So you have made the biggest first step of all and decided to run a marathon! Training for and actually running a marathon sounds uncomfortable; however, there are many things that one can do to make the entire experience more enjoyable and much more comfortable, physically and mentally. Below are five steps to help you properly prepare for your marathon.
1) Time Period—Give yourself the recommended four months to fully train for your marathon. Four-month training schedules are available online or through the New York Road Runners.
2) Train Solo or with a Group?—Both ways can work, but training with a group usually provides more motivation than solo training. Local running groups are available all over the city (some great ones are Niketown’s free training program www.nike.com and NYRR classes www.nyrr.org). Even if the bulk of your training is done on your own, it’s nice to have a knowledgeable group that you can go to with questions or concerns during your training season.
3) Apparel & Accessories—It’s good to wear DriFit clothing (t-shirts, shorts, spandex pants, and socks) because these items quickly wick away sweat and will not chaff your body as much as normal cotton does. DriFit clothing is also much more breathable than cotton. Little things like sunglasses and a visor can vastly improve your comfort level during a run in the heat. Wearing a heart rate monitor is a great way to make sure that you’re maintaining a good pace or can help you identify when you are running at too low an intensity level. A GPS watch is also a wonderful but expensive accessory for marathon training. The GPS watch tells you your exact pace per mile as opposed to feeling your pace per mile by using the heart rate monitor.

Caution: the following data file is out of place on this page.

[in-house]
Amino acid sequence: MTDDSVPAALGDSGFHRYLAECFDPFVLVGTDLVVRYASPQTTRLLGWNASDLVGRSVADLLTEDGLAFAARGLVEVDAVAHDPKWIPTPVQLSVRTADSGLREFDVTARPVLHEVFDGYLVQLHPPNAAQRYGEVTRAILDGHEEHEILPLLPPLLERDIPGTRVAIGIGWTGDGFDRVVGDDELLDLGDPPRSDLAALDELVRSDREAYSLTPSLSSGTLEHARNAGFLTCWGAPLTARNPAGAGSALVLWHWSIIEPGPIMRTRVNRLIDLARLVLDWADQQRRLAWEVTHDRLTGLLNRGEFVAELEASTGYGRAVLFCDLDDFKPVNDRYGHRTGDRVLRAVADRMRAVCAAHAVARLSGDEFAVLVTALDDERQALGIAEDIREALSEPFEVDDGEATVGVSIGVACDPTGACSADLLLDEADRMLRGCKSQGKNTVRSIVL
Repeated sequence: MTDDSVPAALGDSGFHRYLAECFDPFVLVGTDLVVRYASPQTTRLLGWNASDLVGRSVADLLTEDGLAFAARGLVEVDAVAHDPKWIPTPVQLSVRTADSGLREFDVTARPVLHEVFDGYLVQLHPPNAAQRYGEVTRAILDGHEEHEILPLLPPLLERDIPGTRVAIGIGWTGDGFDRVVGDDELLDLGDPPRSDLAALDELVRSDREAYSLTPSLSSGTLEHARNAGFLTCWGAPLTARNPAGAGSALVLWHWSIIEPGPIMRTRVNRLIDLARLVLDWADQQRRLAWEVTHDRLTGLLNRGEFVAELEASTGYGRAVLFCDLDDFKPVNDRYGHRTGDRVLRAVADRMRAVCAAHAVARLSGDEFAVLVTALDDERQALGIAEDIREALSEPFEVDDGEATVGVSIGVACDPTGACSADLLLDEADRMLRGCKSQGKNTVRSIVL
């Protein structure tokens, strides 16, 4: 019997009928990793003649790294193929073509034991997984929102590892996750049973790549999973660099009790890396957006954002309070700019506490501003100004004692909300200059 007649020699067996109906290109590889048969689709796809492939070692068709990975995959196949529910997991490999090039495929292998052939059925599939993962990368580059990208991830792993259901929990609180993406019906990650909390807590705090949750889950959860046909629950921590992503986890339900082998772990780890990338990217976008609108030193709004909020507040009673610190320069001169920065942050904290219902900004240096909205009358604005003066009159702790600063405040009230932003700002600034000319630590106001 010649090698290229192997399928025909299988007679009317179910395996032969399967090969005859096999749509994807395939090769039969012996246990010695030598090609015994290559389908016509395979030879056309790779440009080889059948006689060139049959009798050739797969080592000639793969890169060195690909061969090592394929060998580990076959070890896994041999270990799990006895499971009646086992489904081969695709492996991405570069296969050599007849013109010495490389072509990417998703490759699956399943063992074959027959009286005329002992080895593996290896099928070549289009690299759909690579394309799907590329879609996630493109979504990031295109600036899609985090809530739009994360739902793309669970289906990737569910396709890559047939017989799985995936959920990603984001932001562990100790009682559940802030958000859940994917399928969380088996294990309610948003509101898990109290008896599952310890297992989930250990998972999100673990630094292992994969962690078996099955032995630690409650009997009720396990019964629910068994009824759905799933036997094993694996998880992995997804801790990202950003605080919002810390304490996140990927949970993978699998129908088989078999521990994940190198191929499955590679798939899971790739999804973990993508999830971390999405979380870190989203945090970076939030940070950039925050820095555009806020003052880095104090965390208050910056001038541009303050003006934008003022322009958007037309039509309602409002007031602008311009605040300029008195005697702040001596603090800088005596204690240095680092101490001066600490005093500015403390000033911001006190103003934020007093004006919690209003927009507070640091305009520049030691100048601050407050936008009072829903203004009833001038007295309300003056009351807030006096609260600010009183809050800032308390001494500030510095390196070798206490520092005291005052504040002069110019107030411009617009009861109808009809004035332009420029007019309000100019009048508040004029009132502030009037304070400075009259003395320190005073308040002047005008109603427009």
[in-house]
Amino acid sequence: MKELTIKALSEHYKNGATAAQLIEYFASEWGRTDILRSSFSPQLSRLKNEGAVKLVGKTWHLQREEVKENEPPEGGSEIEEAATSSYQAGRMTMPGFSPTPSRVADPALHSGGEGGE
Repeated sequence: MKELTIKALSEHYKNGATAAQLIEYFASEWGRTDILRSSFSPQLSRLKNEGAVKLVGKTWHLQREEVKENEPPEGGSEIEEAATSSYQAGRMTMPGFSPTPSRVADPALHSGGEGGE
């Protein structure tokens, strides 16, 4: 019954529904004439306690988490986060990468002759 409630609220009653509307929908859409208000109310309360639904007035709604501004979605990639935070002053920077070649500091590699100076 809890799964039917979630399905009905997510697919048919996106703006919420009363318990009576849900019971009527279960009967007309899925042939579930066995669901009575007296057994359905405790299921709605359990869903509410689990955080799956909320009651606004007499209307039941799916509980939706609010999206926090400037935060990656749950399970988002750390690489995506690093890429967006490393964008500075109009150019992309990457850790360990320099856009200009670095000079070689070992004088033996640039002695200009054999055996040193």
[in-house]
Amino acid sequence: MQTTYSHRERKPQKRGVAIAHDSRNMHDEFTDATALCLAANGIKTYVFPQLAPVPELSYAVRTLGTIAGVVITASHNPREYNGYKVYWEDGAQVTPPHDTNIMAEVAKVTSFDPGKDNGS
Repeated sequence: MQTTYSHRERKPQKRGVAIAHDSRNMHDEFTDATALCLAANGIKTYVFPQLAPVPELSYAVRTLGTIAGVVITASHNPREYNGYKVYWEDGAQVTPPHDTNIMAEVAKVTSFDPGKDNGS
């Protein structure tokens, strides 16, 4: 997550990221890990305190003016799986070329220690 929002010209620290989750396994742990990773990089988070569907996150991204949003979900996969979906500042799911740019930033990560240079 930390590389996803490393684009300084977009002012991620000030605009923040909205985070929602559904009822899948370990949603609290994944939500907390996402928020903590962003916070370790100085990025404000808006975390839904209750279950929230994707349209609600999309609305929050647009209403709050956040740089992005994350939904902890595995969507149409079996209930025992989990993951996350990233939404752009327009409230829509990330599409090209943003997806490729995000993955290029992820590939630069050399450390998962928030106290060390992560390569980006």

4) Treadmill, Track or Road?—All three will still get you to the start and finish of your marathon; however, each surface does different things to your body so it is best to juggle them around and not stick to just one surface. Treadmill and track (and gravel) surfaces put less pressure on your joints so it is always a good idea to do part or all of your longer runs on those surfaces. Treadmills and tracks can get very boring, though, so throw in some gravel surfaces occasionally and that should fight some of the boredom and still keep your hip, knee and ankle joints from flaring up and risking injury. Sidewalks and roads are the most common marathon training surfaces but can also do the most damage because there is very little “give” when your feet hit the ground and the impact can rattle your hip, knee and ankle joints, causing inflammation and pain. Varying your surface is the best way to ensure minimal joint issues. Finally, always use caution when running on any surface (run against traffic when running straight and run with traffic when coming upon sharp curves).
5) Ice baths (Cryotherapy or “Cold Therapy”)-–Yes, they feel as bad as they sound…but only for a quick two minutes and then you can expect your lower body to go numb! Ice baths are recommended after your longer training runs. Ice baths constrict blood vessels and decrease metabolic activity; thus, swelling and tissue breakdown is reduced. Once your 8 to10 minute (but no longer than 10 minutes) ice bath ends, faster blood flow occurs throughout your lower half. Essentially, you are dealing with inflammation and ridding your body of toxins at the same time. Your body will thank you! Ice baths are a marathon runner’s insurance: they keep injury at bay.
George Guerin is a personal trainer whose client list includes some of New York’s best toned bodies. His website is www.pptswellness.com.